T,anguagc Associalion, and she h¿is bcen thc lccipient ol Gr-rggcnì'reirr and NE,A fol
lor,vships. Hel Web sitc is ¿rt l-rt tp ://users.lrii.coru/ tr-rlryan/

Eyal Scgal (eyirlsega@¡rost.tirLr.ac.il) is ¿r rcscirrch lellow irr thc Porter lnstitutc for Poetics INDEX OF AUTHORS C.rnoll, NoöI, 92n, ro2
ancl Senriotics, Tcl Aviv Ulivelsìty. Flc is the author of 'llrc Prol¡lun oJ Nurúivc C¡stillo, Ant, ryt, t74
Aitrscth, lÌspen, r74 Clh¿rtnuu.r, ScyrìloLLr', 164
ClostLrc:,lIr¡¡, Slorics ,'tr-c ('Mr¡|) Fittislt¿Ll (zoo7 in Lleblcw) anc'l 77¡c Dccisivc Mtntrcnl
Abbott, ll. Porte L, z Cher¡¿rrLin, Pierrc, rrrr.r
is Jlvcrlostirrg: St¿tic 'l-it¡tc itt IidJl;a\ Poctlcs (zoott, in Flebrcw). llis ¿rticles ancl
Abclso¡, lìobcrL P., rrTn Ch r ister.r, 'lhornirs, {ìzu
botrk chaptcls irppe at'ecl \¡ Ants|¿rLlLutt Itúcnuúiotntl ]ilcctrotúc lotLnttl .lór Culhtr¡l
Adrirrr, Jcan IVlicbc[, rz, 2r aa,24,2lJ-3r, Z]n Cliv¡2, Clairc,9Z 9u, ro2
Narrntolttgv, Poctics Todoy, Cttrraú Trctuls itt Norrûtology (cditccì by Cìreta Olson, Âlbcr', larr, ry7 98,213 Coor.er, Robelt, 122, r87 u8
zott),'llteoraticcl Sc/rool-s ntul Circlcs ilt lh¿ 'l\ycttlictlL Cctttttry Hlrirnllllcs (crlitecl Aristotlc, 1 2,5, 13,2.o, 1,+ 26,2t1-3o,31.,71, Crozìer,I)rrniel, r4z
by Mirlina Crishakov¿, zor5), ancl ForLl M¿tlox I]ortJ's "71rc Good SttlLlicr": Cctttctttry 14(r, 1{ll
E-s.sr¡rs (s¡{¡1s.1 by Max Siìì.ulclel's antl Sara Haslam, zor5). AubeL L, Micl'rellc, rz¡ L)annenberg, I Iilary P, r-2, 4, 5jn, tl7u,
89-9o,9(t
Mich¡el Toolan (rn.toolarrqfbhirm.irc.ult) ìs profèssor of English languirgc in tìre l)eptrlt- B¡rl<hLin, Mikh¿il, 21, 2911, .tJ, Ì8o Dcr r itla, Jtrcqr.res, r83
nrent of English l.anguagc ancl Apprlig¡l l,inguistics at the U¡iversiLy of Lìirmitrgharu. Tlal, Mieke, 6\ 16+,214 2rs I)ijh (v.rn), ltnn t\., r7n
Balì¿rd, I. G., 166 l)olci.cl, l,ubornír, 76,94, 153
I lis sirglc-authorecl bool<s inclucle 7¡c S/_1llsllcs o.[ Fictiotr ( r988), Tbtrrl
Qrccc/r (r99ri), Ilarad, luclith, ttrl l)ul:rc, Nicolas, rnn
LdtrgtLrtgc in Lit¿rûtlrrc (r998), Niurrrfllc (znd ct1. zoor), ¡nd N¡rrotiyc Pr-ogl.sslorr
Iìrroni, Iläphaë1, f,, 5, 13J 221, 2911, 46r'ì, 53r.r, l)upont lìoc, lì.oselyrc, 3:r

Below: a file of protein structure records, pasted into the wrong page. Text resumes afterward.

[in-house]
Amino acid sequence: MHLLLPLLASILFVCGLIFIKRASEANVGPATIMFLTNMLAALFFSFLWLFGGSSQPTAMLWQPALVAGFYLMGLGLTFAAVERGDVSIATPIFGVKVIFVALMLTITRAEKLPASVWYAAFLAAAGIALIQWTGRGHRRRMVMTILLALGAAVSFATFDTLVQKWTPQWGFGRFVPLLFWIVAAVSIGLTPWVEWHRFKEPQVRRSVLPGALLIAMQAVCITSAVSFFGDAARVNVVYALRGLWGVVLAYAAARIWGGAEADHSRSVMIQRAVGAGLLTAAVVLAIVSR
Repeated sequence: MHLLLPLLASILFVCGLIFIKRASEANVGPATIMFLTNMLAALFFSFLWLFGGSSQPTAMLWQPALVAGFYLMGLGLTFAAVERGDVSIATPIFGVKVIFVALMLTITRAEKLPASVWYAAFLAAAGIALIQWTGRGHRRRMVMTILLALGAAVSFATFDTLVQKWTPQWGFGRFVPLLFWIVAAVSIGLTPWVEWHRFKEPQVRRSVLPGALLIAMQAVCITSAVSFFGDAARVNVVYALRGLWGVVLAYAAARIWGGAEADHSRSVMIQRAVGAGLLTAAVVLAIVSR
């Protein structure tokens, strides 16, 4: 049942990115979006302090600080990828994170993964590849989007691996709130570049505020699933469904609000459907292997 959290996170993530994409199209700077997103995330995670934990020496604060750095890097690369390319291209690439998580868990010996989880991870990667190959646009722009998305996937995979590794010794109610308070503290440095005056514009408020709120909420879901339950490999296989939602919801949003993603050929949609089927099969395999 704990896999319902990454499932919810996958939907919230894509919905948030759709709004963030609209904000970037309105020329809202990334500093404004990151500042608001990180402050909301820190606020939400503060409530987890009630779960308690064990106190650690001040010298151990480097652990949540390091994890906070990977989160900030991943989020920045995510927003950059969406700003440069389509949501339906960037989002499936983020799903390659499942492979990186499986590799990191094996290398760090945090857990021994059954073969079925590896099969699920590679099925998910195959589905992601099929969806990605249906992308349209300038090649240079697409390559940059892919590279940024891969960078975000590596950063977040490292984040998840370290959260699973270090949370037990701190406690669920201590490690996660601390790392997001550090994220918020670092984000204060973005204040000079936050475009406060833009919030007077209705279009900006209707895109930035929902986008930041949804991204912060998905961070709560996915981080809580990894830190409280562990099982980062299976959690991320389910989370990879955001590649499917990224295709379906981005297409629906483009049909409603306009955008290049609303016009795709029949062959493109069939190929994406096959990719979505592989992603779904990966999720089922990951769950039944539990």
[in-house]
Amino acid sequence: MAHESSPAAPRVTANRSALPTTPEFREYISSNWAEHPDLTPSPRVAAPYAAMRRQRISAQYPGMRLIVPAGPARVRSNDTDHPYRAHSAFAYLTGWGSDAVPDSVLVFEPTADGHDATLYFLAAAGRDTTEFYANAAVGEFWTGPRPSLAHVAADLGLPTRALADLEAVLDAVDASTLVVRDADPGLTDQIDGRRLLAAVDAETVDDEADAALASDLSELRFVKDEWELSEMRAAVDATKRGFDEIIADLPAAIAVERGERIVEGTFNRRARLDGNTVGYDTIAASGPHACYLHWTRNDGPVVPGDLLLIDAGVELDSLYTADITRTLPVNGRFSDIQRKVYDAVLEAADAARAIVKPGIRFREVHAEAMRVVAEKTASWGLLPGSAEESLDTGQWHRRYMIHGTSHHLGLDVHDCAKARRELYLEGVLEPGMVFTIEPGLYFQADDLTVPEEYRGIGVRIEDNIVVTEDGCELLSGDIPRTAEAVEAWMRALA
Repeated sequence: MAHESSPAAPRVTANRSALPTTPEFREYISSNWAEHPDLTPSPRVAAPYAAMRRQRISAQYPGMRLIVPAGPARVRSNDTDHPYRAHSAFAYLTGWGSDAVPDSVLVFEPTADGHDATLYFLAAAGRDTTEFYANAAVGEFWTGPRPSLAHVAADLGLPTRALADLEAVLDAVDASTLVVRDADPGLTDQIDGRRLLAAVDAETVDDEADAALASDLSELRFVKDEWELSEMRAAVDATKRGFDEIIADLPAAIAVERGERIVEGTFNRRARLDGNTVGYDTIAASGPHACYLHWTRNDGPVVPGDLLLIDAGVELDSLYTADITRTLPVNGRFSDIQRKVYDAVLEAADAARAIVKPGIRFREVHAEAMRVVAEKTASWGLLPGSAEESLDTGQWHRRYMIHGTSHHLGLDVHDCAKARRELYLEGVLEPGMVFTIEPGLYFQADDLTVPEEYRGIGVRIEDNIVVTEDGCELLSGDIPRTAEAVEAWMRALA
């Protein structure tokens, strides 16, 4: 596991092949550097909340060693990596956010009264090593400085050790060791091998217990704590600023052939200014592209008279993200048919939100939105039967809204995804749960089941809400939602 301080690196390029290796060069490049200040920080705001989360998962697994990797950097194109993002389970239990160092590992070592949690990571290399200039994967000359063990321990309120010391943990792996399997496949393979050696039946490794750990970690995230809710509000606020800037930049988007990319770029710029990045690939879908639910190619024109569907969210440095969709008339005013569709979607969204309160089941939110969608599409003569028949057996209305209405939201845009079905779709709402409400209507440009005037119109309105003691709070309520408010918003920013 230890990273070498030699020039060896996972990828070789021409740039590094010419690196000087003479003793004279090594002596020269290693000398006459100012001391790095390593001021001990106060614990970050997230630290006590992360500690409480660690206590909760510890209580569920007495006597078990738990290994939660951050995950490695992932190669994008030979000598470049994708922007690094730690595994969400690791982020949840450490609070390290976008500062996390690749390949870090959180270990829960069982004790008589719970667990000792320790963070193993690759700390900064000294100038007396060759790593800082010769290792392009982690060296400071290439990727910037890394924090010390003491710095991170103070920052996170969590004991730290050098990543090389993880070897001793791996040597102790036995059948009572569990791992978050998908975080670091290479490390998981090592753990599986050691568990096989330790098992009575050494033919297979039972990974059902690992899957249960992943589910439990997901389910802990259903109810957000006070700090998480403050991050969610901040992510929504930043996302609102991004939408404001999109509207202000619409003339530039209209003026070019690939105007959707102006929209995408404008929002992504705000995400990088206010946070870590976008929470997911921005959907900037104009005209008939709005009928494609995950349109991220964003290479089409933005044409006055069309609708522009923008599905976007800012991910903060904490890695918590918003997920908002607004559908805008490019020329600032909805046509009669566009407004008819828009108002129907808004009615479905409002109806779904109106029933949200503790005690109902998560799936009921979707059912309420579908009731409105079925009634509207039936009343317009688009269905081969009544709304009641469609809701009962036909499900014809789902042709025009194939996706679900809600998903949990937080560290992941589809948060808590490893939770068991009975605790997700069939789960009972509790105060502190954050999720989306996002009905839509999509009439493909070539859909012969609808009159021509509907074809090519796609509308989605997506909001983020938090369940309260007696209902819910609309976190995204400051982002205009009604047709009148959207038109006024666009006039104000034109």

itt llrc Sltttrt Slory: A Corpus Stylistic Approùclr (zoo9). LIis ncw booì<, Mrilrllrg Scrr-sc
9ur, 9tl, r()2, t27t1,145-46, r54n, r(r3, 1113,
u,illt N¿rr¿tivc Tc':rl shotLld ap¡ear in zor5 Fle has erlitccl scver¿rl collccLions, inclucl r96, r99, 2o3-4 lìco, Unrbclto, 2 3,29,31, lì7 utl, 94n, 127, r¡j2n
ing lalgrtrrgc, Tcxt ¿nd O¡¡tLtcxt: E-ssrr¡s ir Ootttaxhtttlis¿d Slly'lsllt's utd LartgtLirgc [ìarlhcs, lìo]ancì, ¡, 13, t7,25, 146-47,166, ììggers,l)lveA,r(ri1
'lttrcltirrl¡: Itrtcgrotiotntl Lhtgttistic Apprtnrclrcs (zoo9). Sincc zooz, he has bcen etliLor r76 ¡ì4, rtl6, r9o, r92 llisensLein, Ser gucï Mikblilovich, rn
of the JotLnLd of Lilcrary SLlttuuúics L3eckctL, Sarrucl,4t 42,4,L 46 llisner, Will, roTn
ììcll, Alice, r9o lÌscola, Mirrc, ror
Billington, Alex, Ttlrr
Blircli, fohn ß., u7n ìrludcrrili, lVlkrniìiir, :, r rLr, r97-99, zoll-9
Blirncìrot, Manrice, r llorr lìocr, lonathiur Salr irn, r7r
ìÌoillat, Alain, 5, ro8 lìoLcsLicr (lc), Lirulcnt, rnn
lìoltcr, Jay David, r83 lì-olsier, Edrvrrrd M., z, u 5, 3..¡
Iìootìr, Wayne C., 5 Fouciull, Michcl, rll¡
13ousrluct, Hcnli, rr3n ìrorvìes, Jcrhn, 84, 171, 175
lìorvet', (ìolcLon H, rrTn Fr irnli, loseph, r 8r
Braclbury, Malcolm, r73 Frirz.er, John, r r3n
-flror.nirs
Breclehofl, A, r7o
ßrenrond, ClirtLtlc, rz, rZ,29, tl{1,96 GcnctLc, Cúr'rld, rr, ao,z6t,73.-74, Z(irì, r99n
Wìllìarr, 9¡
Tìrer'r,er, (ìcnnep (vln), Alnoltl, 3t1n
Iìrookcr, Will, lJzn Gcrl.rordic, \{ilìiarn, .1rn
ìlrool<s, I)eLer, z-3, 8lì GerLig, llicharrl, 91 92, ro2
llLuner, Icronre, tll Glaselielel (vorr), Lìr'nst, r9l3n
L3ukatnrarr, Scrrtt, llrn Gorrnarn, Siobhtrl, r5zr.r
(ìr einrrrs, ,{lgir das ltLlien, r3
Curclel llon.r.r¡n, L)rniel, 94 Cìniclo, LiurreLrt, rr r n
C¿rncr.¡rirlicr', oìr n, rrTn
.f
(ìurrning, -fonr, rr r-r3

223
224 INDEX
]NI]EX

Halliwell, Stephen, r35 Mortimer', Alrnine Kotin, r7o-7r


Saporta, Marc, 169, r8z antichronological, r64-r65
Hansen, Pet Krogh, 164 Moulthlop, Stuart, r83 84, 19o
Scl.rank, Roger C., rtTn anticipation (scc clso
Heidegge¡ Martin, r8o Murray, Barbara 4., 78r.r prospcction), 41, 44,89,
Schmid, Wolf,:8 118, 128
Herman, Davið,, z-4, rrn, 89, 196 Murra¡ Joddy, r4rn Schmidt, Henr.y Ì., 77n ,83n authorial audience,
Higgins, George V, ó9 Musser, Charles, rr3n 5, 56
Seaton, Douglas, r44 atrthorial clisclosure, 5, 51-54, 57,59 .6c.,
Hogan, Patrick Colm, r57n
Sega[, Ëyal, 2, j,741.r, r74, zo2r') 62-67,69
Horn, Iìichald, ró8 Nahìn, Paul J., r8r Seguin, Jean-Claude, nzn
Hühn, Pete¡ 2, 4,37,39, 4:rrr, g4n, :q;z, r99 2o3 NaremoLe, James, 76n
Shanahan, T'imoth¡ 8r 8z catharsis (sec nlso pathos), 5, r3,
Hutcheon, Linda, r35 Nattiez, lean-Jacqì-les, r41, 144 97
Sher.r, Dan, 5 causality, 33, 12o, 138, 153, 155, t5Zn, 159-6o,
Hutcheon, Michael, r¡s Neubauer, fohn, r48
Shklovsky, Victor, 53 r8o-8r
Nùnning, Ansgar, trn, tg7t1, zt2n
Smolderen, Thierry, rr6-u7 cl¿ssical nar:.atolog¡ rt, t7, 1o7,7g7, ar1r1